Dante’s Inferno (B+W, 1935, Excerpt)
This 1935 version of the afterlife stars Spencer Tracy, and claims “It Will Burn Itself In Your Memory Forever”. This haunting excerpt features the fires and torments of the netherworld. In the age of Busby Berkeley musicals, this Inferno is chock full of hundreds of writhing tormented souls. An awe-inspiring spectacle of beauties and brimstone.
John Byner's Something Else (Color, 1970, Excerpt)
In a rockin' spooktacular clip from this eclectic musical variety show, the Action Faction dancers don ghoulish garb and get down in a ghost town. These whirling ghosts will get your hairs on end and your feet a tappin'!
Rime of the Ancient Mariner (B+W, 1977)
Sir Richard Burton narrates this animated adaptation of Samuel Taylor Coleridge's Rime of the Ancient Mariner, directed by John Ryan. The weathered sailor of the poem’s title tells that nightmarish tale involving the curse of the albatross, spectral seamen, and uncharted waters teeming with malevolent creatures. The hypnotic rhythms of Coleridge’s masterful verse are complimented by the film’s peculiar animation style, combining drawings that imitate woodcuttings in stop-motion, deep contrast shading, and meticulous camera movement.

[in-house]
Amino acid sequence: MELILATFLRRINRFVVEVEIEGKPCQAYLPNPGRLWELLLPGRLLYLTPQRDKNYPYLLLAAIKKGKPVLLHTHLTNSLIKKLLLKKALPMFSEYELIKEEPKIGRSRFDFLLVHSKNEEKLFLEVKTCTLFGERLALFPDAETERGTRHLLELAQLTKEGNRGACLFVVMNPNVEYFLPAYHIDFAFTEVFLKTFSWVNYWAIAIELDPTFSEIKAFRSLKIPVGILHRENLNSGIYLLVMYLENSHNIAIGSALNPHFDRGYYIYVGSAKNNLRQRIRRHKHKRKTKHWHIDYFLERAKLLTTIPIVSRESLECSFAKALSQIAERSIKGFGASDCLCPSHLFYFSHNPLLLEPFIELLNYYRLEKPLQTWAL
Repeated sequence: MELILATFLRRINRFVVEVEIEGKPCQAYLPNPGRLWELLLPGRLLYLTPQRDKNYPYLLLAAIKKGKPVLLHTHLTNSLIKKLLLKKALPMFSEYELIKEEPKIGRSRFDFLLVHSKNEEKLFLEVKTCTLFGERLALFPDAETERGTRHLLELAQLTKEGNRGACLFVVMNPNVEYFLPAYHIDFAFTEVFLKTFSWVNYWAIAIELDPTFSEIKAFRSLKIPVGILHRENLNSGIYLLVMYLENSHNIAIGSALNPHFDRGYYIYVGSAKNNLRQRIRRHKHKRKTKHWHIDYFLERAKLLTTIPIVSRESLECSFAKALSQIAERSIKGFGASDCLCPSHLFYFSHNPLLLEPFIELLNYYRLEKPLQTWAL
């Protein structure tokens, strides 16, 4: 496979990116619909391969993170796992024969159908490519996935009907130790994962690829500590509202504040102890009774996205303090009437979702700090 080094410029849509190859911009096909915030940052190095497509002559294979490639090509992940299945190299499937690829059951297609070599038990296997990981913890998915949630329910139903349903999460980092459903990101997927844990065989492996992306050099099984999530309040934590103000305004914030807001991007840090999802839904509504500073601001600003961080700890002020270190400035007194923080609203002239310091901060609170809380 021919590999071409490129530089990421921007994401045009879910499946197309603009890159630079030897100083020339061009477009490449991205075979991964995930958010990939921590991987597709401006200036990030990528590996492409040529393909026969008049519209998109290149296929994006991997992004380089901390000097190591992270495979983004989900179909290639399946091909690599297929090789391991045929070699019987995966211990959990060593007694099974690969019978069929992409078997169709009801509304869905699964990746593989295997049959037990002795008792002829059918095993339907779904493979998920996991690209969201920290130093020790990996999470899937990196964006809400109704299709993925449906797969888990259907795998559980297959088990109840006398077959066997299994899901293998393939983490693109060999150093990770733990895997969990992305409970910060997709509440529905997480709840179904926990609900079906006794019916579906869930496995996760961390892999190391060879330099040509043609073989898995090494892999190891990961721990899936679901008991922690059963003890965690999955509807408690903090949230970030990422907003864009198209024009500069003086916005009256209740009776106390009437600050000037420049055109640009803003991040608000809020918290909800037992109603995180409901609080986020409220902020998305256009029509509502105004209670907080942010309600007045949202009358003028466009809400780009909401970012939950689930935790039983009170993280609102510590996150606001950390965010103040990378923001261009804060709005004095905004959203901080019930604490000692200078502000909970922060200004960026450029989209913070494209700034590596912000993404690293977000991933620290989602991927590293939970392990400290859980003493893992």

Bride Of Frankenstein (James Whale, 1935, B+W, excerpts)
The most beautiful horror film of all time! It seems like everything that scares us about science gets the prefix “Franken” added to its name, and why not? The sparking machinery and the flashes of madness are among the highlights in this spine-tingling condensed version, but nothing can steal the spotlight from the monster’s fierce maiden fair.
Kat Shuchter is a graduate of UC Berkeley in Film Studies. She is a filmmaker, artist and esoteric film hoarder. She has helped program shows at the PFA, The Nuart and Cinefamily at the Silent Movie Theater and was crowned “Found Footage Queen” of Los Angeles, 2009.
About Oddball Films
Oddball films is the film component of Oddball Film+Video, a stock footage company providing offbeat and unusual film footage for feature films like Milk, documentaries like The Summer of Love, television programs like Mythbusters, clips for Boing Boing and web projects around the world.
Our films are almost exclusively drawn from our collection of over 50,000 16mm prints of animation, commercials, educational films, feature films, movie trailers, medical, industrial military, news out-takes and every genre in between. We’re actively working to present rarely screened genres of cinema as well as avant-garde and ethno-cultural documentaries, which expand the boundaries of cinema. Oddball Films is the largest film archive in Northern California and one of the most unusual private collections in the US. We invite you to join us in our weekly offerings of offbeat cinema.
Oddball Films and curator Kat Shuchter present Spectral Cinema: Frightening Films for Friday the 13th with a selection of obscure horror shorts, haunting excerpts and spooky-kooky cartoons from the 1930s-1980s. Anjelica Huston stars in the made-for-tv adaptation of William Faul...